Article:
Loving your kids to “Smarter”

3 Ways your love and affection help your child’s brain development

Children’s brains develop rapidly from ages birth through three. Brain development affects all areas of a child’s growth. Every parent wants what’s best for their child. But the wealth of advice on how to guide them to be happy, healthy, successful adults can be overwhelming!
Fortunately, there’s only one simple thing that we need to do to give them the best start that they need in life: we need to love them. Here are 3 ways your love and affection can help your child’s brain growth.

1. Your affection will reduce your child’s chances of developing behavior problems. A parent’s warmth and affection towards their child has lifelong positive outcomes for the child (and we imagine for the parent as well). Child Trends, a non-profit research organization in the United States, found that children who are shown affection have higher self-esteem, improved academic performance, better communication with their parents, and fewer psychological and behavioral problems.

2. Your early attentiveness will relieve your child’s stress for the rest of their life.
Responding to your infant’s cries will mean they become less stressed adults with better coping mechanisms.
Michael Commons and Patrice Miller, researchers from the Harvard Medical School’s Department of Psychiatry examined childrearing practices in America and in other cultures. They concluded that parenting practices that include breast feeding on demand, extensive holding of babies and rapid response to infant crying help babies regulate their feelings of distress, anger, and fear. These parent practices help babies form ‘secure attachment’ which promotes healthy brain development and builds their capacity to effectively meet developmental tasks including peer relationships and schooling.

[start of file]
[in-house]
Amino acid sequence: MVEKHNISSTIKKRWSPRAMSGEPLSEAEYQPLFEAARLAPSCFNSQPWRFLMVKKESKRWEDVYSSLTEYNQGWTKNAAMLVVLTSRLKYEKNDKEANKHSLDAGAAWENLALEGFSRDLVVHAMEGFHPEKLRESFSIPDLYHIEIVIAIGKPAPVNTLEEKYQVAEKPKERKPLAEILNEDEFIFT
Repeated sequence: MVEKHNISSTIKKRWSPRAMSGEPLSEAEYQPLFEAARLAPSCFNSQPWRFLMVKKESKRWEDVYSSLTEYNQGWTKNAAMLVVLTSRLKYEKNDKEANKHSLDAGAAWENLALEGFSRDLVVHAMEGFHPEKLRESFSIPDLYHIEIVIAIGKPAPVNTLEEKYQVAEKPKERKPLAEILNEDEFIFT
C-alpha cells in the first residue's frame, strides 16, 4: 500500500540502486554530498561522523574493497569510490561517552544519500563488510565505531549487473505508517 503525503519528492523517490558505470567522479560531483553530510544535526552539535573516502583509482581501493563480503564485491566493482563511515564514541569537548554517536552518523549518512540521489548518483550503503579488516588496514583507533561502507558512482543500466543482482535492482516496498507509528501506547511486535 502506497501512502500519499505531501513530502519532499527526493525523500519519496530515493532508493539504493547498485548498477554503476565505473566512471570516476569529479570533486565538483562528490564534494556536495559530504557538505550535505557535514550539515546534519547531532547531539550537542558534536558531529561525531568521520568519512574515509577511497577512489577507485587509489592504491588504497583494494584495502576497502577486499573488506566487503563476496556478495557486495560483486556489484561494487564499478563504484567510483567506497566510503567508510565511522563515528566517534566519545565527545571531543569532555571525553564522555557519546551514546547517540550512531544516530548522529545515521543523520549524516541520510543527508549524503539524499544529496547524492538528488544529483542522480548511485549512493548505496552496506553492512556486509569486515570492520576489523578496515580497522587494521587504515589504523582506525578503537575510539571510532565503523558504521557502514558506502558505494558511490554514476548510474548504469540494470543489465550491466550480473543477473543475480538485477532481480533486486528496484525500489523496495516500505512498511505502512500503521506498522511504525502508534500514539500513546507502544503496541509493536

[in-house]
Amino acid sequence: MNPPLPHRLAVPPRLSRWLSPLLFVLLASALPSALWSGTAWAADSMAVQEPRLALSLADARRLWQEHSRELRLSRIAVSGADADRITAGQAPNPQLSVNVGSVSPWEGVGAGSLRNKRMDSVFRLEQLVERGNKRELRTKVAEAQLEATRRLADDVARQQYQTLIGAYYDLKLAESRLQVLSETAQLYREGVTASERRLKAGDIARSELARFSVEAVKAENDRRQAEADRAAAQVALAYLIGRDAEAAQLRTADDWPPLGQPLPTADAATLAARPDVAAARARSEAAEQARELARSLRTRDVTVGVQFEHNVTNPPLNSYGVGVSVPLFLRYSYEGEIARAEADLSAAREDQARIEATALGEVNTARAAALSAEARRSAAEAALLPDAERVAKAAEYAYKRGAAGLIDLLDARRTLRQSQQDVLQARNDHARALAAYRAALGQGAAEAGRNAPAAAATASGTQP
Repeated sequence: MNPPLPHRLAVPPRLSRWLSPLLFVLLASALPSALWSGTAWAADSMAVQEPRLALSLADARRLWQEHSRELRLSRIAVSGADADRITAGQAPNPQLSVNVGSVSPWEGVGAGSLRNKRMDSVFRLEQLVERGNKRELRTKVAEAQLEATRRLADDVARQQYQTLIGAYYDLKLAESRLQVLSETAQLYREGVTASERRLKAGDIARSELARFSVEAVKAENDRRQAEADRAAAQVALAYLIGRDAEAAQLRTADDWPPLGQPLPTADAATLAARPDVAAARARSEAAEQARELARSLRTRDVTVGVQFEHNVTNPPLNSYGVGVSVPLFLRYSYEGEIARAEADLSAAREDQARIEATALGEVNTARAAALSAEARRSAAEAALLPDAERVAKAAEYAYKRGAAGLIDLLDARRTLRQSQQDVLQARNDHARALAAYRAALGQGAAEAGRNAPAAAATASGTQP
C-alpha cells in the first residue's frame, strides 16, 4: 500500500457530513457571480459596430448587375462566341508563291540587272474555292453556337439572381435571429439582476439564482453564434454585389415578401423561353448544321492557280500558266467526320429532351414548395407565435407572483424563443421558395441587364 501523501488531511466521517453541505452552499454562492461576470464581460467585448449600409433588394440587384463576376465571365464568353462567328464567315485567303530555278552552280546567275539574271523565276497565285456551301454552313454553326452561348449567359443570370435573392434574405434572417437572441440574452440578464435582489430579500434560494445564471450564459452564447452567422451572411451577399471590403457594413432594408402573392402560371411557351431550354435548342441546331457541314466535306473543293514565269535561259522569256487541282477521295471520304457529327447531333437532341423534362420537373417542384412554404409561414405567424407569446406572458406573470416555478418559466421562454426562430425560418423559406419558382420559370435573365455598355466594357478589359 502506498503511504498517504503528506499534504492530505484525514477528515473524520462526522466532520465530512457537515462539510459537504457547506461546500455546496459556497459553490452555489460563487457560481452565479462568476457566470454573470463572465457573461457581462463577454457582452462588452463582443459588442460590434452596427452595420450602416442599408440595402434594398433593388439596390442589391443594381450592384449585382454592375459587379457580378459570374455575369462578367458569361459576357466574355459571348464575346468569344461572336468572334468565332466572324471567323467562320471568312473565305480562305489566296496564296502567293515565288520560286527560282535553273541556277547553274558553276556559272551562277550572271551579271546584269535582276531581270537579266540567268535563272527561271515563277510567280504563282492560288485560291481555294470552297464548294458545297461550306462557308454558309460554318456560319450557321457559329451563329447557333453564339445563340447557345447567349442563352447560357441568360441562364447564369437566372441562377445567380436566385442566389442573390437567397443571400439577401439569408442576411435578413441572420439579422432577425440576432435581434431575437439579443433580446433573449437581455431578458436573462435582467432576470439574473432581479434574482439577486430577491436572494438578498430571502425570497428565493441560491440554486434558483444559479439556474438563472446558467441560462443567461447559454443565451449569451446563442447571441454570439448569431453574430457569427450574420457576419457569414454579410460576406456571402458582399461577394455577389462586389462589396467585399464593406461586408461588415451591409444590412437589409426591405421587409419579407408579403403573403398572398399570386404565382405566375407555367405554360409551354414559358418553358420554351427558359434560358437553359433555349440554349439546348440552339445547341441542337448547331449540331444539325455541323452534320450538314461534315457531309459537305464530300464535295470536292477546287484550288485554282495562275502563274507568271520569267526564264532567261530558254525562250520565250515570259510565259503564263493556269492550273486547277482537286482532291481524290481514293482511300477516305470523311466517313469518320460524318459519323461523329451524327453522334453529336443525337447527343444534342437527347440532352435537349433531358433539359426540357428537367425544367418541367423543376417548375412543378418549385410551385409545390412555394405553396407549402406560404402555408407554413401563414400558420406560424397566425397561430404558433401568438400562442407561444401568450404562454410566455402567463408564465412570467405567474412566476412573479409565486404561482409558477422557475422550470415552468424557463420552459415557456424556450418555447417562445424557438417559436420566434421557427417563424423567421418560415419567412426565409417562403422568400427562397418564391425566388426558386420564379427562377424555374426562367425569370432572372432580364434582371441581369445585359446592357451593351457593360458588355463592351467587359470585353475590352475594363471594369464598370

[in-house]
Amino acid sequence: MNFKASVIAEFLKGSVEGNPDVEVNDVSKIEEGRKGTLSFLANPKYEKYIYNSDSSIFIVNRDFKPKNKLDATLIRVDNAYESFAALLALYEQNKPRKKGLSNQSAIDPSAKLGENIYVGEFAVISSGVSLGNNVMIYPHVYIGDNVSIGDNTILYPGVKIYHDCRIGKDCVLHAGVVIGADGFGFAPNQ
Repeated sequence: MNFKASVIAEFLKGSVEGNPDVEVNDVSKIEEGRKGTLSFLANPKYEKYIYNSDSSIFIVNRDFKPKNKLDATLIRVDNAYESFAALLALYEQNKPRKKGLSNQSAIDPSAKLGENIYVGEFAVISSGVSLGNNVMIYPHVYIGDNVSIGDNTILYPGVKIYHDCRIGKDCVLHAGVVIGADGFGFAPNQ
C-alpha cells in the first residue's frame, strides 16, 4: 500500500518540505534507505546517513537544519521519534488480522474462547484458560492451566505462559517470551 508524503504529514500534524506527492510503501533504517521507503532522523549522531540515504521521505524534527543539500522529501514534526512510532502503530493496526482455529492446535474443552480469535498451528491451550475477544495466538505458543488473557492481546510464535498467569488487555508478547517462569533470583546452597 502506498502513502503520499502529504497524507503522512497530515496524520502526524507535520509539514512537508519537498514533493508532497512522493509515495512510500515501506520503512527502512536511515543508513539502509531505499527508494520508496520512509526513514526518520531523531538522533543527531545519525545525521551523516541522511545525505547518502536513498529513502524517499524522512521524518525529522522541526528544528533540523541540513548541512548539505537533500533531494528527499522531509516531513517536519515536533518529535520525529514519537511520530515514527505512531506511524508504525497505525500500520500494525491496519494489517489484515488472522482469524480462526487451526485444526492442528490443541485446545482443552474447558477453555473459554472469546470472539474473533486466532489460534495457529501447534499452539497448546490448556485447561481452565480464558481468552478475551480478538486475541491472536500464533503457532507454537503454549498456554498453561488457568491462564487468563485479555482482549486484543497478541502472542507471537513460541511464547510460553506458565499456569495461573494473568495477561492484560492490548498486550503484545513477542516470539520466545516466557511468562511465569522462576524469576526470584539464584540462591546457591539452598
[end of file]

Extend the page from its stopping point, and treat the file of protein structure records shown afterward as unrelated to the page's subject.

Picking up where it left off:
3. Your loving touch will help your child’s brain develop, promote self-confidence, and build skills associated with social interaction. Researchers in Germany and Singapore used brain imaging to see whether receiving fond caresses (touching) affects the human brain positively. The researchers asked child-and-mother pairs to play with toys for ten minutes and then counted how many times mothers touched their children during the game. A couple of days later, they scanned each child’s brain while they were at rest and found that the brain activity across the networks that control social behavior was far stronger in children who received more tactile attention from their mothers.

As always, if you have additional questions, please call our 24/7 Parenting HelpLine at 1-800-243-7337.


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